AuthorShirazi, Farshad, 1963-
KeywordsHealth Sciences, Toxicology.
Health Sciences, Pharmacology.
Biology, Animal Physiology.
Health Sciences, Pathology.
AdvisorDavis, Thomas P.
MetadataShow full item record
PublisherThe University of Arizona.
RightsCopyright © is held by the author. Digital access to this material is made possible by the University Libraries, University of Arizona. Further transmission, reproduction or presentation (such as public display or performance) of protected items is prohibited except with permission of the author.
AbstractThe consensus view is that cardiac hypertrophy is an adaptive response to increased work caused by a variety of stimuli. While hypertrophy can be defined as an increase in cell mass without an increase in cell number, not all increases are equivalent in type and amount of protein accumulated. Our goal in this study was to identify the common steps in the process of cardiac hypertrophy. Our working hypothesis was that in all forms of cardiac hypertrophy glucose utilization increases and that the percentage of energy derived from fatty-acid oxidation decreases. The first part of this study entailed the development and characterization of a neonatal rat heart cell model. The model had to provide uniform culture conditions for rapid development of hypertrophy by agents acting at different sites in the cardiomyocytes. The second part of this study was composed of an assessment of hypertrophy caused by four pharmacologically distinct agents: norepinephrine, angiotensin-II, endothelin-I and tetradecylglycidic acid. In this part we compared the quantity of protein accumulation and quality of hypertrophy cause by each agent. This task was accomplished by examining the effect of each agent on selected mRNA messages and alteration in DNA content of cardiomyocytes. Here we also examined the effect of protein kinase-C, endothelin-I and angiotensin-II inhibitors on hypertrophy caused by each agent. In the final part of this study, metabolic alteration in hypertrophy caused by each agent was assessed for a potential common pathway to hypertrophy. As part of this analysis, we examined changes in glucose and palmitate oxidation, glucose uptake and role of pentose pathway in hypertrophy resulting from treatment of cardiomyocyte by each agent.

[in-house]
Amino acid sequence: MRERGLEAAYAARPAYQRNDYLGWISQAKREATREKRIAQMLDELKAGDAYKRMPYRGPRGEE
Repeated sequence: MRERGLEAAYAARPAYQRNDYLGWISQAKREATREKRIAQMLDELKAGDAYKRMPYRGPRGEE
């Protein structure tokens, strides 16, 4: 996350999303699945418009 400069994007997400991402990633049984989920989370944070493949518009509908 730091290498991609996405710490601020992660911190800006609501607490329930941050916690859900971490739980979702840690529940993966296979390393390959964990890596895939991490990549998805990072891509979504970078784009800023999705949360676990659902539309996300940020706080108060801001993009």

Degree ProgramGraduate College
Pharmacology & Toxicology